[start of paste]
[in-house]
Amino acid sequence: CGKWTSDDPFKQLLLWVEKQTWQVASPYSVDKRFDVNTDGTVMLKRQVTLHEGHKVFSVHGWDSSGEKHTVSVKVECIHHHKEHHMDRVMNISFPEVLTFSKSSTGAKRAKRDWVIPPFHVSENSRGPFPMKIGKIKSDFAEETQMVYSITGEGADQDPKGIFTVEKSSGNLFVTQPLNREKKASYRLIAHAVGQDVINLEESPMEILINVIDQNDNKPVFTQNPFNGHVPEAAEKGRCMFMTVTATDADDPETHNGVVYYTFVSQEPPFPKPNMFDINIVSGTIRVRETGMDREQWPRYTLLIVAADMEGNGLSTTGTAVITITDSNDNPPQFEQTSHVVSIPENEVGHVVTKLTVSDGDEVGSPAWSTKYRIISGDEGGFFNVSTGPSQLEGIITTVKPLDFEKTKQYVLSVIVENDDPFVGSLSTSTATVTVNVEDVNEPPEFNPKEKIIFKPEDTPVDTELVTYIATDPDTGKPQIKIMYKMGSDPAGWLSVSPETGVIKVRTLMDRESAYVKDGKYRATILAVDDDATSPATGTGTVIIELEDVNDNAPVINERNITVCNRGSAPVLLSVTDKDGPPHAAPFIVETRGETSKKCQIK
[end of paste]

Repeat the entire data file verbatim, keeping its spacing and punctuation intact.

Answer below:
[in-house]
Amino acid sequence: CGKWTSDDPFKQLLLWVEKQTWQVASPYSVDKRFDVNTDGTVMLKRQVTLHEGHKVFSVHGWDSSGEKHTVSVKVECIHHHKEHHMDRVMNISFPEVLTFSKSSTGAKRAKRDWVIPPFHVSENSRGPFPMKIGKIKSDFAEETQMVYSITGEGADQDPKGIFTVEKSSGNLFVTQPLNREKKASYRLIAHAVGQDVINLEESPMEILINVIDQNDNKPVFTQNPFNGHVPEAAEKGRCMFMTVTATDADDPETHNGVVYYTFVSQEPPFPKPNMFDINIVSGTIRVRETGMDREQWPRYTLLIVAADMEGNGLSTTGTAVITITDSNDNPPQFEQTSHVVSIPENEVGHVVTKLTVSDGDEVGSPAWSTKYRIISGDEGGFFNVSTGPSQLEGIITTVKPLDFEKTKQYVLSVIVENDDPFVGSLSTSTATVTVNVEDVNEPPEFNPKEKIIFKPEDTPVDTELVTYIATDPDTGKPQIKIMYKMGSDPAGWLSVSPETGVIKVRTLMDRESAYVKDGKYRATILAVDDDATSPATGTGTVIIELEDVNDNAPVINERNITVCNRGSAPVLLSVTDKDGPPHAAPFIVETRGETSKKCQIK